Pat Robertson: Mass shooters ‘usually under the influence of psychedelic drugs’
Televangelist Pat Robertson says that he opposes President Barack Obama’s efforts to limit high-capacity magazines and require universal background checks because most perpetrators of mass shootings are “usually under the influence of psychedelic drugs.”
On Tuesday’s edition of The 700 Club, Robertson noted that the president had traveled to Connecticut a day earlier to make the case for new gun control laws.
“Why don’t you guys do something important?” the TV preacher asked.
“You just wonder why the president stakes everything on these peripheral issues,” he added. “And so he wants to spend week after week after week hassling people about how many clips — I mean, how many bullets in a magazine.”
Robertson insisted that any new law would not work because “criminals are going to get guns, they’ll buy them surreptitiously.”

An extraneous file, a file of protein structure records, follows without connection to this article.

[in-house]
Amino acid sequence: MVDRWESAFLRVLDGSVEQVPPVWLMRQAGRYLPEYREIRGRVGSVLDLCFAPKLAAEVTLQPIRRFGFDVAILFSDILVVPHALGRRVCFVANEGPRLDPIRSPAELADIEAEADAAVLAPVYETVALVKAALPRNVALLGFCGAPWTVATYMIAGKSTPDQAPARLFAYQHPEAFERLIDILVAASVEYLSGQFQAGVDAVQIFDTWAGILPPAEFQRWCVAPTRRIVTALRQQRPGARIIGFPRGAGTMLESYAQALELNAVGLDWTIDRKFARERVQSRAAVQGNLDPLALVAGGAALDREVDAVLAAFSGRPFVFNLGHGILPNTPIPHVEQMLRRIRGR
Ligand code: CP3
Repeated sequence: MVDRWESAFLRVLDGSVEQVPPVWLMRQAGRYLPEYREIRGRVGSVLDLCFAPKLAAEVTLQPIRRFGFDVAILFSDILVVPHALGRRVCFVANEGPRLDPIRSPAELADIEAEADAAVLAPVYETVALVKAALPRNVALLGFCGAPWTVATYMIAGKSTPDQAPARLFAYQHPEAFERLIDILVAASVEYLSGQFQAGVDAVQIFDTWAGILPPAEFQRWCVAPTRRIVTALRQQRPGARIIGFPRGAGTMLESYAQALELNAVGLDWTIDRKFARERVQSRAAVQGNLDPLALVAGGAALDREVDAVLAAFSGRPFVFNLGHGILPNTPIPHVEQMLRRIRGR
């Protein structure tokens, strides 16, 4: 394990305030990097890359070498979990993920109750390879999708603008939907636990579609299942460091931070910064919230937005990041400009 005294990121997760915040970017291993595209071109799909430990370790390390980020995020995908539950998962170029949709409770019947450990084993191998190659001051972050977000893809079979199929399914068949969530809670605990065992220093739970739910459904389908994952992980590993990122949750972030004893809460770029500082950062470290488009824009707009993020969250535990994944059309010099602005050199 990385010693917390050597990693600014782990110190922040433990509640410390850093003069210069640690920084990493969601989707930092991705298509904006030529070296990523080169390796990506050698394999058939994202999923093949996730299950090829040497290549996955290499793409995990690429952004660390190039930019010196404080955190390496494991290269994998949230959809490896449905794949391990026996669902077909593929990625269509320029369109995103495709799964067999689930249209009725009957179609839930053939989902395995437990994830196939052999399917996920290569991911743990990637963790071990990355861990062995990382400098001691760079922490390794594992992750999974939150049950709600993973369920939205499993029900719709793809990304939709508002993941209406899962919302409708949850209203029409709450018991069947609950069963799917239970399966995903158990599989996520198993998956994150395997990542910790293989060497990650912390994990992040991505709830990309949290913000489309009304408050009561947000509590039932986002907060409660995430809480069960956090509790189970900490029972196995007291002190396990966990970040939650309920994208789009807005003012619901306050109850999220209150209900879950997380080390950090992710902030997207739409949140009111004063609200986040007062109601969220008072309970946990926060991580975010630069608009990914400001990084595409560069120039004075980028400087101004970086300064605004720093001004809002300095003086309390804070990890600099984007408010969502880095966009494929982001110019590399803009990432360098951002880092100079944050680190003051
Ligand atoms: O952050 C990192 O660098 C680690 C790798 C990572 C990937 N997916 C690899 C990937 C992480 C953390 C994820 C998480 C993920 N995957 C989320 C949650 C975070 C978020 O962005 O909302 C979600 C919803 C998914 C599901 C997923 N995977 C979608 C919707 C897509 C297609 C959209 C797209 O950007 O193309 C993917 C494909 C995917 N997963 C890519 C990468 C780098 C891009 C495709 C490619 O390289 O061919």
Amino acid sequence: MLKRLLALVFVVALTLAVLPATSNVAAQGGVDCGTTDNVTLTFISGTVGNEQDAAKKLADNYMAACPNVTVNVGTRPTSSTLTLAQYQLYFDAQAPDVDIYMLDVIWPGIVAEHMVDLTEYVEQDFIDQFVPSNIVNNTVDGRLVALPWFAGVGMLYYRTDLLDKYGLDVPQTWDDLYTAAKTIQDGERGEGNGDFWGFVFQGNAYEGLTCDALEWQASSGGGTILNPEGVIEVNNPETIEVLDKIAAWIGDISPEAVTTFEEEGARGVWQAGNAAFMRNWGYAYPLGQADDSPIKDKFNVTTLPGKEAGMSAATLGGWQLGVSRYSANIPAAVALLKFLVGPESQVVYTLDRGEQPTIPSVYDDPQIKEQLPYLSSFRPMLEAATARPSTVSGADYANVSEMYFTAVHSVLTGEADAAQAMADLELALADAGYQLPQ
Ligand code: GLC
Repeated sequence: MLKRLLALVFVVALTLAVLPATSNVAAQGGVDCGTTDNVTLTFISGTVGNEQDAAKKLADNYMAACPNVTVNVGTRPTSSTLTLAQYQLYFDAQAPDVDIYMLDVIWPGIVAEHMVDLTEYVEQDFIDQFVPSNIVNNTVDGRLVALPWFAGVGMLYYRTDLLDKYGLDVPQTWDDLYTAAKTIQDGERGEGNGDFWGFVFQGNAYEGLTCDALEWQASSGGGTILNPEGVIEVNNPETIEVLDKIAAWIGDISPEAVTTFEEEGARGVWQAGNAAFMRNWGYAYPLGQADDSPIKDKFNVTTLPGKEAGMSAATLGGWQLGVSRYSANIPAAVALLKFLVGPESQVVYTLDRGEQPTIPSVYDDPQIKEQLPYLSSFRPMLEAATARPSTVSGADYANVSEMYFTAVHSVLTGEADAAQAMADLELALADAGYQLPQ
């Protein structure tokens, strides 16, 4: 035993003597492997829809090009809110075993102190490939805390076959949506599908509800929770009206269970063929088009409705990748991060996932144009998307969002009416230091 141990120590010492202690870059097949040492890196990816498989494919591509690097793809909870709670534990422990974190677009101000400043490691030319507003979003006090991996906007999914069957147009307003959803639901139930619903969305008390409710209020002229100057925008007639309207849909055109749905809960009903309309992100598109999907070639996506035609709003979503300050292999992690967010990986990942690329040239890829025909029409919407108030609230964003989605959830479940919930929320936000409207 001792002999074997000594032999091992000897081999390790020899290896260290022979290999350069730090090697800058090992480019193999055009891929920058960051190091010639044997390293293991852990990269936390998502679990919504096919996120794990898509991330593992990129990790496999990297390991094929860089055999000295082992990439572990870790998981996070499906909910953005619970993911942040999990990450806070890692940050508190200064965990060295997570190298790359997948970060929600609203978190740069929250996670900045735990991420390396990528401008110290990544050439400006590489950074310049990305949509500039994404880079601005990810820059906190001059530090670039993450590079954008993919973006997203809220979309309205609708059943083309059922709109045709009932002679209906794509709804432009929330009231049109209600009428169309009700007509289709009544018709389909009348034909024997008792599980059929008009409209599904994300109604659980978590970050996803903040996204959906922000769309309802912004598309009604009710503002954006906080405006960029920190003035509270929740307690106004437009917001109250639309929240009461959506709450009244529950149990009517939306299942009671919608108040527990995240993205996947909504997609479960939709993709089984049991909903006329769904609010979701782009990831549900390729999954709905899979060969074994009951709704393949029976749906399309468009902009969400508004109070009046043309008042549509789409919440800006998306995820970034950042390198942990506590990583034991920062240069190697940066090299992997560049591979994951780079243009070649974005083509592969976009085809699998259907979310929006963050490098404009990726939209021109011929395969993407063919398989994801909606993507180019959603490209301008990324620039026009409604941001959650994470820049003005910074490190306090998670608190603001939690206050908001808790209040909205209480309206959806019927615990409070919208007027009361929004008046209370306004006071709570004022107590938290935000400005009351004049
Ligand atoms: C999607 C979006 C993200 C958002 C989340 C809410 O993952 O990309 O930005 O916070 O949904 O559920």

“If they really want to stop little children from getting shot in school, they ought to do something about health care. The people who do this shooting are normally — I mean, not normally — but usually under the influence of some kind of psychedelic drugs.”
Robertson, however, was most likely referring to legally-prescribed anti-psychotic or psychotropic medication because there have no recent mass shootings attributed to illicit “psychedelic drugs” like so-called magic mushrooms or LSD.
In a rant on CNN earlier this year, conservative talk radio host Alex Jones shouted that psychotropic medications were “the real culprit — suicide pills! Mass murder pills!”
“They are prescribed drugs by their health care provider and they are a little bit psychotic or great deal psychotic,” Robertson explained on Tuesday. “And it’s the crazies who are doing this. It’s not the guns that are shooting people. It is people who are mentally unstable who are in charge of the guns. And they can get the guns any place they want to.”
A December report from The New York Daily News that said that Newtown shooter Adam Lanza was using the antipsychotic drug Fanapt fueled speculation that drugs were a contributing factor in the shooting. But the Daily News later corrected the report and removed all references to Lanza using Fanapt.
Watch this video from CBN’s 700 Club, broadcast April 9, 2013.